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Column: An Uneasy Life On The Pandemic Frontlines For DACA Workers As SCOTUS Decision Looms

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(Illustration By Chava Sanchez/ Photo courtesy of Gabriela Sanchez)
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The U.S. Supreme Court is expected to rule soon on whether the Trump Administration can end Deferred Action for Childhood Arrivals (DACA), an Obama-era program that gave temporary, renewable protection from deportation to young immigrants without legal status who were brought to the U.S. as children.

In the nearly 10 years since DACA began, many recipients have built entire lives, had families, and landed good jobs — in many cases, essential jobs. Like the one held by Mary Kate, who risks exposure to COVID-19 daily in a large grocery store. Then she disinfects her work clothes, comes home, showers, and frets about the possibility of being deported to a country she left at age three.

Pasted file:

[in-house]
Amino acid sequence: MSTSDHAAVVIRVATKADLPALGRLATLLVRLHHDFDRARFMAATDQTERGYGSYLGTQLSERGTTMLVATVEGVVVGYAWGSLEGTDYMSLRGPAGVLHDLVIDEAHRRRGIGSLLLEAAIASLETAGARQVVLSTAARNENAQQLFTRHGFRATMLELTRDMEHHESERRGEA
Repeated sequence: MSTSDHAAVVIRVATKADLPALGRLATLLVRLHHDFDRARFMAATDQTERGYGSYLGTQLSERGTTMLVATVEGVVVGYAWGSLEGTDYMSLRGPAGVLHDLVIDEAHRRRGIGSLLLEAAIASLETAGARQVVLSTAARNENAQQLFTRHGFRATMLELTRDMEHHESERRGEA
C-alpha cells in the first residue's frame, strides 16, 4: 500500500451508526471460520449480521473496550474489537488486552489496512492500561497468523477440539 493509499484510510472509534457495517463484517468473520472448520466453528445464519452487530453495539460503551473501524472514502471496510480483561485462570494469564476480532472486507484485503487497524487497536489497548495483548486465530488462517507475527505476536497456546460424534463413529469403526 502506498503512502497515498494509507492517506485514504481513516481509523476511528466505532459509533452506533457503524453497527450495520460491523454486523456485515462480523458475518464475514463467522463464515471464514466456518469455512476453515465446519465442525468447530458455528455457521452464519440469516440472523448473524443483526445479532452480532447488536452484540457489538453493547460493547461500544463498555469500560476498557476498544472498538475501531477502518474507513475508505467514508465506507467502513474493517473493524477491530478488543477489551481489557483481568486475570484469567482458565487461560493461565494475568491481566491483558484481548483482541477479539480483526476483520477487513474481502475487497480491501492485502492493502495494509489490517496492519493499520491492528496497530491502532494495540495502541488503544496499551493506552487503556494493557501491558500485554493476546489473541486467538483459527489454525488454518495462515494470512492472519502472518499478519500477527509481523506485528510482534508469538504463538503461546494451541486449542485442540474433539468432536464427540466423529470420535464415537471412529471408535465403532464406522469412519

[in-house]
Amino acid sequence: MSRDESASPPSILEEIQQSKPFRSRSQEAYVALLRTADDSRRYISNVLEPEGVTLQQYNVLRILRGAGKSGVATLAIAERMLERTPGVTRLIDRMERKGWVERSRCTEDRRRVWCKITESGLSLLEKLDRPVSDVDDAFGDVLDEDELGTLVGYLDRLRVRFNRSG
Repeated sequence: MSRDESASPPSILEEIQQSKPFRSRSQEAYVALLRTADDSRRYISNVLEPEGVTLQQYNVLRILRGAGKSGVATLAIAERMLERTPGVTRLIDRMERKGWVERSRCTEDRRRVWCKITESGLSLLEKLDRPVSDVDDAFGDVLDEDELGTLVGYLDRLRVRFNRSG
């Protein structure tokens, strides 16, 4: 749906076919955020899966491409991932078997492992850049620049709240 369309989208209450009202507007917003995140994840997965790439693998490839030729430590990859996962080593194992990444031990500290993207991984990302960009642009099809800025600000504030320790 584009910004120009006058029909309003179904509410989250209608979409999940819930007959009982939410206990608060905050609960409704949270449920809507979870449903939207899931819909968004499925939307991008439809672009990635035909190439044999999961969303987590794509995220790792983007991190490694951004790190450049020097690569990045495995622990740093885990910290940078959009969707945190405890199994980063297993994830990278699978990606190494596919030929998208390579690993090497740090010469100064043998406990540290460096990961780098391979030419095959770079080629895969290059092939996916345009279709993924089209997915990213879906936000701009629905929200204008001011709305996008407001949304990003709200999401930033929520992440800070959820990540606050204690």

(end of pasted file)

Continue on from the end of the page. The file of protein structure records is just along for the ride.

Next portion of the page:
"'I'm so worried that at any given moment they will take it away," she said. "I depend on it to actually continue working. And it can end at any moment and they can come for me and take me away from my family."

If that feeling sounds an awful lot like the existential fear most people have about getting COVID-19, that's because it is.

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